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J Cardiothorac Vasc Anesth. 1993 Aug;7(4 Suppl 2):2-5.

Congestive heart failure: systolic and diastolic function.

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  • 1Bowman Gray School of Medicine, Department of Internal Medicine, Winston-Salem, NC 27157-1045.

Abstract

There is increasing recognition that disorders of both left ventricular systolic and diastolic function can result in congestive heart failure. As such, consideration of both the filling and emptying characteristics of the left heart is needed to evaluate the hemodynamic abnormalities present in this syndrome. Considerations of the systolic (emptying) and diastolic (filling) pumping characteristics of the left heart also provides a conceptual basis to classify and understand the pathophysiology of congestive heart failure. In this context, systolic dysfunction can be defined as impaired emptying of the LV, apparent as a decreased (< 50%) effective ejection fraction (forward stroke volume divided by end-diastolic volume). Systolic dysfunction may result from impaired myocardial contractile function, increased left ventricular afterload, and/or structural abnormalities of the left heart. Diastolic dysfunction can be defined as a condition in which filling of the LV sufficient to produce an adequate cardiac output requires an elevated pulmonary venous pressure. Thus, diastolic dysfunction is clinically manifested as pulmonary congestion. Defined in this manner, the most common cause of diastolic dysfunction is systolic dysfunction. In fact, the most common symptom of patients with systolic dysfunction is dyspnea from the resulting diastolic dysfunction. Diastolic dysfunction in the setting of normal systolic function may be due to obstruction of left ventricular filling, impaired left ventricular distensibility, or extensive external compression of the LV. Treatment of diastolic dysfunction can be accomplished by relieving myocardial ischemia, improving systolic function, lowering arterial systolic pressure, and decreasing cardiac distention.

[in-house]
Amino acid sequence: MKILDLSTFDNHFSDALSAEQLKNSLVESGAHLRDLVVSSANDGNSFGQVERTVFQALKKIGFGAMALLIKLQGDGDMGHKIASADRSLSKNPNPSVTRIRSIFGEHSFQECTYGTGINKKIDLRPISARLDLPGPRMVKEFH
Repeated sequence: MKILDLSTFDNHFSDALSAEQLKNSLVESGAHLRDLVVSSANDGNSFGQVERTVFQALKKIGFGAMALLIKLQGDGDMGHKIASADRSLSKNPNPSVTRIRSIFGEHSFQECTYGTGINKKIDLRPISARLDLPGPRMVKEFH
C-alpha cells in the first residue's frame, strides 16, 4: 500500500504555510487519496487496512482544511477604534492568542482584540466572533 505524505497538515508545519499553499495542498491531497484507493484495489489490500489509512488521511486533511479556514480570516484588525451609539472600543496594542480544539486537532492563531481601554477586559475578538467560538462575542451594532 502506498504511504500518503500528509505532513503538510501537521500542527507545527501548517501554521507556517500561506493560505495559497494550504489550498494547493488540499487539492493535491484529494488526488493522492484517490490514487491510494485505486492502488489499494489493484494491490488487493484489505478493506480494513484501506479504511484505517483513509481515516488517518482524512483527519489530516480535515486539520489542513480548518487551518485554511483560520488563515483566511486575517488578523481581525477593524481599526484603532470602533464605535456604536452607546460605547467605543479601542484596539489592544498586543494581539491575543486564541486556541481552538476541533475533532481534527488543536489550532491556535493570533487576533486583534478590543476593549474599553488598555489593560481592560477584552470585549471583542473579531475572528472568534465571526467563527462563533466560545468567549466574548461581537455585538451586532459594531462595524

PMID:
8369466
[PubMed - indexed for MEDLINE]
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